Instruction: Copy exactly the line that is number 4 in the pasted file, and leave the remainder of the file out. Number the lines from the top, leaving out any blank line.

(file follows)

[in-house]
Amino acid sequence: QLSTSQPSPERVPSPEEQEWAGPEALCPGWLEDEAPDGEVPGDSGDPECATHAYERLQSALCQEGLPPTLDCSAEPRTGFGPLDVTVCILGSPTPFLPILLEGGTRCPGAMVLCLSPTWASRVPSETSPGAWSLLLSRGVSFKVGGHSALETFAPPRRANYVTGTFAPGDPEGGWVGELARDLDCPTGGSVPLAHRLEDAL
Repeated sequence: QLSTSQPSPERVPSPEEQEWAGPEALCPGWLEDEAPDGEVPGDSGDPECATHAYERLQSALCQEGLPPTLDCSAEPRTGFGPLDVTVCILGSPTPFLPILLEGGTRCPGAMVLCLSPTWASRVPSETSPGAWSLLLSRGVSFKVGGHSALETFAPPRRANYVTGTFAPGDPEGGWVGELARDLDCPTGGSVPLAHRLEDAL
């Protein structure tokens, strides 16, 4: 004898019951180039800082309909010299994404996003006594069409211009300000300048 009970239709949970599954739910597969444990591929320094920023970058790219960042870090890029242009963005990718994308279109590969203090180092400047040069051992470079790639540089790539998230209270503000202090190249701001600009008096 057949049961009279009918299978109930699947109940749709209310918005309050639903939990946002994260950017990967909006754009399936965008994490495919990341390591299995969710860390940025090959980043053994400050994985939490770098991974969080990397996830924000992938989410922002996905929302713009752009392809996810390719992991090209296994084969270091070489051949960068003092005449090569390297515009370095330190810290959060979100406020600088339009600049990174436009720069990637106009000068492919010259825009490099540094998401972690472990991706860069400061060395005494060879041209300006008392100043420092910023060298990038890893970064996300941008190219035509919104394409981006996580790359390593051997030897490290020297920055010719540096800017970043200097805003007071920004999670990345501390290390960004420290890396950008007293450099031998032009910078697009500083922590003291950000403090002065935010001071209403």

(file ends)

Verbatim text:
């Protein structure tokens, strides 16, 4: 004898019951180039800082309909010299994404996003006594069409211009300000300048 009970239709949970599954739910597969444990591929320094920023970058790219960042870090890029242009963005990718994308279109590969203090180092400047040069051992470079790639540089790539998230209270503000202090190249701001600009008096 057949049961009279009918299978109930699947109940749709209310918005309050639903939990946002994260950017990967909006754009399936965008994490495919990341390591299995969710860390940025090959980043053994400050994985939490770098991974969080990397996830924000992938989410922002996905929302713009752009392809996810390719992991090209296994084969270091070489051949960068003092005449090569390297515009370095330190810290959060979100406020600088339009600049990174436009720069990637106009000068492919010259825009490099540094998401972690472990991706860069400061060395005494060879041209300006008392100043420092910023060298990038890893970064996300941008190219035509919104394409981006996580790359390593051997030897490290020297920055010719540096800017970043200097805003007071920004999670990345501390290390960004420290890396950008007293450099031998032009910078697009500083922590003291950000403090002065935010001071209403």